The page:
The Letters of Van Gogh

What makes a good letter writer? Interesting letters. What makes letters interesting? Simplicity, directness, topicality, insight into oneself and others, spontaneity, and in most cases, genuine intimacy. Letters written for publication may be good literature for other reasons, but they are really just a special form of essay. What we want in a collection of letters is unconscious autobiography. If the writer is a great artist or a profound thinker or an important historical figure, so much the better. Van Gogh certainly fits all these desiderata. He is the ideal letter writer, and his Collected Letters is almost as important as his collected paintings would be and much more easily domesticated. They are not only intimate, revealing, beautifully written, but they have a special sort of sweet profundity about them that is unmatched by anyone else. What other letters could provide a popular actor with an extremely successful concert repertory? Yet there is nothing theatrical about them. They are as quiet as a conversation by the fireside in a Dutch parsonage. We think of Van Gogh as a fierce, rabid sort of personality. Perhaps this is all legend. The letters are so gentle, modest — I guess the word is endearing. And every letter is haunted by the pathos of Van Gogh’s life.

The correspondence of the great artists and idealists in the history of Western Man is mostly about money. The more unworldly they were, the more it is about money. They found it scarce. They worried about it all the time. They nagged and cajoled and begged to get it. The personal correspondence of millionaires is never about money. In fact, it is considered excessively bad form ever to mention money among the rich, except in a place of business between the hours of ten and three.

It isn’t just capitalism. We don’t have the real letters, but the set pieces, the verse letters of Horace and Catullus, are at least implicitly about money. And it isn’t even just Western Man — the Chinese poet Tu Fu is every bit as bad. The poets and artists who did not write letters about money are unknown to history — they did not survive. Everybody knows why this is. Unless the artist is in league with magic, miracle, mystery and authority, as Dostoevski put it, he may even get rich — like Rubens — but he never has what nowadays is known as security. And so he frets and schemes and begs. Blake, Baudelaire, Rembrandt, Michelangelo — Van Gogh is no exception. But if not an exception, he at least differs in several interesting ways.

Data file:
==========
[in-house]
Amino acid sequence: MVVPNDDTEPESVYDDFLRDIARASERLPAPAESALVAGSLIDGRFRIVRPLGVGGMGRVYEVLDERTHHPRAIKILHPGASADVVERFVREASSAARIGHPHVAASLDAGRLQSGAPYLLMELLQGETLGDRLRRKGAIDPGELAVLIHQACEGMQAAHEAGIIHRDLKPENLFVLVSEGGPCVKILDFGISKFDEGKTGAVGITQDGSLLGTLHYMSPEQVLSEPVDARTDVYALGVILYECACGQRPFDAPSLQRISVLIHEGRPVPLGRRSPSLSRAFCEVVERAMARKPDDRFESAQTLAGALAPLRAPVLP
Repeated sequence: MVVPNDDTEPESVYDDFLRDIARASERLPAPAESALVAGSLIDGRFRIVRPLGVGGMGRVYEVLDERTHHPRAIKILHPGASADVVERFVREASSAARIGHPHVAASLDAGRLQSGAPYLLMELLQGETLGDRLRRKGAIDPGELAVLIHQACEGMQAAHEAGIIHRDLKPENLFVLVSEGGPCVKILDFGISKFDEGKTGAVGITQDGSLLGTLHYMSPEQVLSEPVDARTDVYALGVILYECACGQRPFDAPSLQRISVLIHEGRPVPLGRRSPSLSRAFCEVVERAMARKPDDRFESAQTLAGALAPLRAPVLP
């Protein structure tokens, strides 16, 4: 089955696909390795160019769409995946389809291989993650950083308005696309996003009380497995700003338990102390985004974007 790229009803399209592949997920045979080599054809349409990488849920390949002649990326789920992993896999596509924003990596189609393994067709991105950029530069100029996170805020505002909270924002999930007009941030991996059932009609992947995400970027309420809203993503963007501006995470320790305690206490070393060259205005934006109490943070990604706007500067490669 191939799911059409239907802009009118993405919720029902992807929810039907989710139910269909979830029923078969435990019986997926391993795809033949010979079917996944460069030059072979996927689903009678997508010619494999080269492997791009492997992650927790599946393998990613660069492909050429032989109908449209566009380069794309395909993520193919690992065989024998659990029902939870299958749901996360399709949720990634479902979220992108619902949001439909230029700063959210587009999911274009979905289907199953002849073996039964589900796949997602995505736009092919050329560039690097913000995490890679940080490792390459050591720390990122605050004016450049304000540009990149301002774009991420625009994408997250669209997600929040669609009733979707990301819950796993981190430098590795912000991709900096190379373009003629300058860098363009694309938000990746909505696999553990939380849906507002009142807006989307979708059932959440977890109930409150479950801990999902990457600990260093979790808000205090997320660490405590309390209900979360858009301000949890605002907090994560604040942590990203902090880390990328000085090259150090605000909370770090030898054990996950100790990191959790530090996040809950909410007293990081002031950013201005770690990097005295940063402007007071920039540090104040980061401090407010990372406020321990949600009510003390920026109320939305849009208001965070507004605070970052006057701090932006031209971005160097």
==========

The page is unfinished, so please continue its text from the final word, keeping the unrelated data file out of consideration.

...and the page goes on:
In the first place, he was not a very revolutionary artist. In fact, his early painting was the conventional “proletarian art” of the period. Sculptors like Meunier and painters like Millet were already rich from doing the same sort of thing. Then he changed to a kind of painting that was becoming quite chic, and which has remained, if not chic, at least extremely fashionable among the more conservative, and which has become fabulously expensive — the brightly colored, highly decorative painting produced on the border or transition zone of Neo- and Post-Impressionism. This is the last period in Western art to be genuinely popular and Van Gogh is the most popular of all. Large color prints of The Sunflowers, The Postman, The Arlésienne, The Chair, The Poolroom, The Bedroom and the others can be found decorating the over-mantel space, not in the homes of intellectuals, or even the educated, but in the homes of Negro janitors, Filipino bus boys, in the parlors of Polish auto workers in Hamtramck and Hungarian steel workers in Gary.

When the first big Van Gogh comprehensive show came to San Francisco before the Second World War, the Southern Pacific ran a “Sunflower Special,” with a blow-up of the picture at the tail of the observation car, on each of its routes into town. The Palace of the Legion of Honor was accessible only after an hour’s wait. This went on for weeks and broke all records for art exhibitions anywhere in the world. The intellectuals thought it was simply dreadful and did nothing but bitch. It was back in the salad days of the John Reed Clubs when all the really au courant young minds were busy debating the theses of Leopold Auerbach on Proletarian Culture.

The ordinary people who buy reproductions of Van Gogh’s paintings and hang them on the wall think they are pretty. They make the sitting room more cheery. It killed Van Gogh to paint them. Did it? Is this true? Is Van Gogh some sort of Rimbaud or Dylan Thomas, burned alive in the fire of his own vision? Everybody assumes so, and the assumption is implicit in almost all the immense number of books written about him. I think it is false.

Van Gogh may have been a lay saint, but he was a simple kind of saint, like Brother Lawrence or St. Theresa of Lisieux, not a tormented one, like St. Theresa of Avila or St. John of the Cross or the characters of Dostoevski and Bernanos. Nobody can read these eighteen hundred pages of ingenuous communication and believe anything else unless he is totally blinded by presuppositions. If you believe that everybody must carry around an abysm in his heart, as Baudelaire said of Pascal; if you are like the French Catholic intellectuals who write articles for Esprit — “De Sade Belongs to Us!” — if you believe that every notorious evil-liver was seeking illumination and every disastrous life was really a clandestine career of piety; in other words, if you hold the presently fashionable apocalyptic view of human destiny; you can find it in Van Gogh if you are bigoted and persistent enough.